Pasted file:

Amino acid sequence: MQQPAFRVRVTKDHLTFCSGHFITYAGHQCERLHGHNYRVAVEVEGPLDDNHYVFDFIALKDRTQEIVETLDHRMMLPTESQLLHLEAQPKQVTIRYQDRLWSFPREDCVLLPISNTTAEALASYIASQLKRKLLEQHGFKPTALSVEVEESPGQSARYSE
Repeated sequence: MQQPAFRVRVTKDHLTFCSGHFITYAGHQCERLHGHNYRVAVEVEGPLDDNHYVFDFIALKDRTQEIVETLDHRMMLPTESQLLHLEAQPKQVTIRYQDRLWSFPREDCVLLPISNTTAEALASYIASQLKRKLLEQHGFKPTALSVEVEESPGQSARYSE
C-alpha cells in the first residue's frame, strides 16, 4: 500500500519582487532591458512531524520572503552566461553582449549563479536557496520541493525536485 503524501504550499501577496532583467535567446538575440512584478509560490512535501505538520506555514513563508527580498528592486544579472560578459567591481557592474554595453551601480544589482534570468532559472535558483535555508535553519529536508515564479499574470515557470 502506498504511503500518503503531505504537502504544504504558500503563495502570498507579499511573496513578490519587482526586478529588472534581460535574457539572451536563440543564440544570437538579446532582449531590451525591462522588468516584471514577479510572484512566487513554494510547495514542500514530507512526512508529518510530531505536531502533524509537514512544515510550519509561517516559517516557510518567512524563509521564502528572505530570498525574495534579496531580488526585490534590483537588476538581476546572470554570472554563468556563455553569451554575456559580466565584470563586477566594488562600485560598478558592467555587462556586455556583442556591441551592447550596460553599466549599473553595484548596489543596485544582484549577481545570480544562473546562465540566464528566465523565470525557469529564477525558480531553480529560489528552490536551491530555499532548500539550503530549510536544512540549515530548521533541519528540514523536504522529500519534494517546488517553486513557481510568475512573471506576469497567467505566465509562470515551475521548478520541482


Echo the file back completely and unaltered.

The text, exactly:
Amino acid sequence: MQQPAFRVRVTKDHLTFCSGHFITYAGHQCERLHGHNYRVAVEVEGPLDDNHYVFDFIALKDRTQEIVETLDHRMMLPTESQLLHLEAQPKQVTIRYQDRLWSFPREDCVLLPISNTTAEALASYIASQLKRKLLEQHGFKPTALSVEVEESPGQSARYSE
Repeated sequence: MQQPAFRVRVTKDHLTFCSGHFITYAGHQCERLHGHNYRVAVEVEGPLDDNHYVFDFIALKDRTQEIVETLDHRMMLPTESQLLHLEAQPKQVTIRYQDRLWSFPREDCVLLPISNTTAEALASYIASQLKRKLLEQHGFKPTALSVEVEESPGQSARYSE
C-alpha cells in the first residue's frame, strides 16, 4: 500500500519582487532591458512531524520572503552566461553582449549563479536557496520541493525536485 503524501504550499501577496532583467535567446538575440512584478509560490512535501505538520506555514513563508527580498528592486544579472560578459567591481557592474554595453551601480544589482534570468532559472535558483535555508535553519529536508515564479499574470515557470 502506498504511503500518503503531505504537502504544504504558500503563495502570498507579499511573496513578490519587482526586478529588472534581460535574457539572451536563440543564440544570437538579446532582449531590451525591462522588468516584471514577479510572484512566487513554494510547495514542500514530507512526512508529518510530531505536531502533524509537514512544515510550519509561517516559517516557510518567512524563509521564502528572505530570498525574495534579496531580488526585490534590483537588476538581476546572470554570472554563468556563455553569451554575456559580466565584470563586477566594488562600485560598478558592467555587462556586455556583442556591441551592447550596460553599466549599473553595484548596489543596485544582484549577481545570480544562473546562465540566464528566465523565470525557469529564477525558480531553480529560489528552490536551491530555499532548500539550503530549510536544512540549515530548521533541519528540514523536504522529500519534494517546488517553486513557481510568475512573471506576469497567467505566465509562470515551475521548478520541482